Ultrasound biomicroscopy

Ultrasound biomicroscopy (UBM) may have an important role in the evaluation of lens-induced uveitis after extracapsular cataract extraction, revealing hidden lens particles in the posterior chamber causing inflammation as well as lens-particles creating secondary glaucoma.[64, 65]

Histologic Findings

Histopathology of phacoanaphylactic endophthalmitis is characterized by a zonal granulomatous inflammatory reaction consisting of polymorphonuclear neutrophils, numerous epithelioid cells, and occasional giant cells. The inflammatory reaction is around the lens material or lens capsule (see the images below). Associated cells include eosinophils, plasma cells, and histiocytes containing phagocytized lens material.

Gross photomicrograph for eye enucleated with pene Gross photomicrograph for eye enucleated with penetrating injury.
Gross photomicrograph for eye enucleated with pene Gross photomicrograph for eye enucleated with penetrating injury. Note marked inflammatory reaction consisting of polymorphonuclear cells around lens capsule and lens fibers (hematoxylin and eosin X100).
Low (X25) photomicrograph of phacoanaphylactic rea Low (X25) photomicrograph of phacoanaphylactic reaction to lens protein in eye enucleated with penetrating injury. Note polymorphonuclear leucocytes around lens protein (hematoxylin and eosin).

Minimal histopathologic diagnostic criteria include neutrophil-associated lens damage accompanied by a granulomatous response associated with the lens material. A paucity of neutrophils may be present in late cases. Isolated giant cells without neutrophils and associated lens damage may create difficulty in distinguishing phacoanaphylactic endophthalmitis from a foreign body granuloma since lens material or the Descemet membrane may induce giant cells.



Medical Care

Treatment of phacoanaphylaxis may be medical or surgical. Medical therapy of phacoanaphylactic uveitis includes topical corticosteroids and may include cycloplegics and medication for elevated intraocular pressure as needed. Treatment should be tailored to the individual patient and adjusted according to response. Patient age, immune status, and tolerance for adverse effects always must be taken into account.


Topical cycloplegics break or prevent the formation of posterior synechiae, stabilize the blood-aqueous barrier leading to reduced leakage of plasma proteins, increase uveoscleral outflow, and provide mild relief of ciliary spasm pain. The stronger the inflammatory reaction, the more frequently applied or stronger the cycloplegic.


Corticosteroids block the formation of arachidonic acid from cell membrane precursors by inhibiting the action of phospholipase-A2, cyclooxygenase, and lipoxygenase. Thus, arachidonic acid is the premier precursor of potent inflammatory mediators, such as prostaglandins, thromboxane, and leukotrienes. Corticosteroids frequently are used in uveitis therapy. Topical steroid drops are given in dosages ranging from once daily to hourly. They also can be given in an ointment form. Periocular corticosteroids generally are given as depot-steroid injections when a more prolonged effect is needed or when a patient is noncompliant or poorly responsive to topical administration.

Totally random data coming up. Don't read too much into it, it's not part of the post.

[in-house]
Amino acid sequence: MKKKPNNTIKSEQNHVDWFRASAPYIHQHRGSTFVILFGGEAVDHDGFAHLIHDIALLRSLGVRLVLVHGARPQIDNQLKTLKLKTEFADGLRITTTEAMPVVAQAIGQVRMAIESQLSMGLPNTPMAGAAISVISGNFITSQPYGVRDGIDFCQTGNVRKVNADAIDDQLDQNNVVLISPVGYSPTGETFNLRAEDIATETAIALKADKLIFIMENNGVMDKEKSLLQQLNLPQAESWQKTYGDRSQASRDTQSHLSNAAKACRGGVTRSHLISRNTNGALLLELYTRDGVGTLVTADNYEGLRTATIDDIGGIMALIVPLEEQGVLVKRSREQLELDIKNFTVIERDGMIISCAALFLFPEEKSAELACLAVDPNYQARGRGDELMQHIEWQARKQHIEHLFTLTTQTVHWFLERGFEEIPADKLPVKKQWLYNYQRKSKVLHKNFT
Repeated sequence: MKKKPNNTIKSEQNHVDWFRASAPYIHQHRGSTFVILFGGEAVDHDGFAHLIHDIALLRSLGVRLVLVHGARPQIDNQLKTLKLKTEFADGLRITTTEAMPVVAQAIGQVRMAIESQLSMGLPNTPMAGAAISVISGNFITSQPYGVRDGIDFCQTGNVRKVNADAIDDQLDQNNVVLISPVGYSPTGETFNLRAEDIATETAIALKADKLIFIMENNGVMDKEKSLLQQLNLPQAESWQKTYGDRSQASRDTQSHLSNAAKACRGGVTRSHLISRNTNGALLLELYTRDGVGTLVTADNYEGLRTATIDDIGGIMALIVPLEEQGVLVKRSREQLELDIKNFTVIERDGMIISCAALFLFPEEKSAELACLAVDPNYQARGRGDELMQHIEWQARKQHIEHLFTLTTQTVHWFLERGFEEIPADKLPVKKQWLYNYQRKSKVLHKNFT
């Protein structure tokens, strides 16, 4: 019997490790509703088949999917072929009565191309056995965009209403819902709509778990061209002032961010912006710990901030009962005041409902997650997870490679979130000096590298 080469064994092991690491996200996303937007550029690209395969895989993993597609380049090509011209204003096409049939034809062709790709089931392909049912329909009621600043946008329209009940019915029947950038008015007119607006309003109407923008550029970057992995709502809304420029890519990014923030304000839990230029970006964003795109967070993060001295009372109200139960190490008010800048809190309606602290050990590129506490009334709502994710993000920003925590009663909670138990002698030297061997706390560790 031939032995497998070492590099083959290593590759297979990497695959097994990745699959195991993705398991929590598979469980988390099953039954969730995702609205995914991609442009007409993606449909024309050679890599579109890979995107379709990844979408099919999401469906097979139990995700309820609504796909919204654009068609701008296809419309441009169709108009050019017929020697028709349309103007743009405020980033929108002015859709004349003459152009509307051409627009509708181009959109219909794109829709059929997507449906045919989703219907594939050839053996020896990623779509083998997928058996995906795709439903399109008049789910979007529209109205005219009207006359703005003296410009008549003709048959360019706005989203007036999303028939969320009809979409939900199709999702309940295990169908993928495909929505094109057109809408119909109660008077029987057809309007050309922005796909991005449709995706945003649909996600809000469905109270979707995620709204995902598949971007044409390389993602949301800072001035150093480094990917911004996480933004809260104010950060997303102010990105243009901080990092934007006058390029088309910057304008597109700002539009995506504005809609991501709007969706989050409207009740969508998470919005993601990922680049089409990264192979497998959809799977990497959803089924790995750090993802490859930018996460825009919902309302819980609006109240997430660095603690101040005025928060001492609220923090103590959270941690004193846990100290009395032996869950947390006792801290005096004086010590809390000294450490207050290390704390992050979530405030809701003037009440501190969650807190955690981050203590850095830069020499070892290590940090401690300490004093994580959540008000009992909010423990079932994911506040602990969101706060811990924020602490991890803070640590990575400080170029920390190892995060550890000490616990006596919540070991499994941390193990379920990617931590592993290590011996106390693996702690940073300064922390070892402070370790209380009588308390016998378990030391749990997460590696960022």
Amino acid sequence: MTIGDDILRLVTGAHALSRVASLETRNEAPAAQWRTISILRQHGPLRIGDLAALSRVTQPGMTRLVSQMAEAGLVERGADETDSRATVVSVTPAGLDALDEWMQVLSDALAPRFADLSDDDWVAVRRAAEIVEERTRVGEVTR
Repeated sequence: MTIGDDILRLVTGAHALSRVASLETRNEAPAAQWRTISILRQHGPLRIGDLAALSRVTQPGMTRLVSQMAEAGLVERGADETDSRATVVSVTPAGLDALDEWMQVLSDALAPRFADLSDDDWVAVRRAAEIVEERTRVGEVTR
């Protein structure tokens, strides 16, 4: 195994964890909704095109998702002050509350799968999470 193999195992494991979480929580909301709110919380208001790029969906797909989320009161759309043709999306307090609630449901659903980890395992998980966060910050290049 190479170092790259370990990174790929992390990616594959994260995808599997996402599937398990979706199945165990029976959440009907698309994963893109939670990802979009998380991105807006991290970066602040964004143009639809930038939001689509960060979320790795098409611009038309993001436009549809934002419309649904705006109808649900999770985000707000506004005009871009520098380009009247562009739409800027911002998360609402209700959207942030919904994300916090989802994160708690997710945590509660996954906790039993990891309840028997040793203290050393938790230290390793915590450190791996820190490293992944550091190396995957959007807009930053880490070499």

Nonsteroidal anti-inflammatory agents

Nonsteroidal anti-inflammatory agents typically block the formation of cyclooxygenase. They are useful in the management of cystoid macular edema and anterior segment inflammation. Their anesthetic properties increase patient comfort. They can be used in conjunction with corticosteroids.

Intraocular pressure–lowering agents

When phacoanaphylaxis is associated with high intraocular pressure (see the image below), aqueous suppressants are indicated. Beta-blockers, alpha-agonists, and carbonic anhydrase inhibitors are used to lower the pressure.

Patient with persistently elevated intraocular pre Patient with persistently elevated intraocular pressure after cataract surgery was found to have retained lens material and low-grade inflammation. Eye is white and quiet with anterior chamber lens.

Surgical Care

If persistent or uncontrolled inflammation or elevated intraocular pressure is not responsive to medical therapy or if such a large amount of exposed lens material is present that medical therapy is likely to fail, then surgical removal of the exposed lens material is indicated (see the image below).

Typical clinical picture of retained lens material Typical clinical picture of retained lens material following cataract surgery. White cortical material is easily visible in the pupillary space.

The most common situation leading to this is posterior capsular rupture with the loss of lens fragments into the vitreous cavity during phacoemulsification (see the images below). Removal of retained lens fragments by pars plana vitrectomy may restore good visual function and reverse many complications in these patients.[66, 67, 68, 69, 70, 71, 72]

Patient with persistently elevated intraocular pre Patient with persistently elevated intraocular pressure after cataract surgery was found to have retained lens material and low-grade inflammation. Retained lens material is visible in retroillumination on downgaze.
Typical appearance of retained lens fragments in p Typical appearance of retained lens fragments in posterior vitreous cavity. Lens material is a whitish substance that obscures fundus details.
Another view of a retained lens fragment, noted in Another view of a retained lens fragment, noted inferiorly.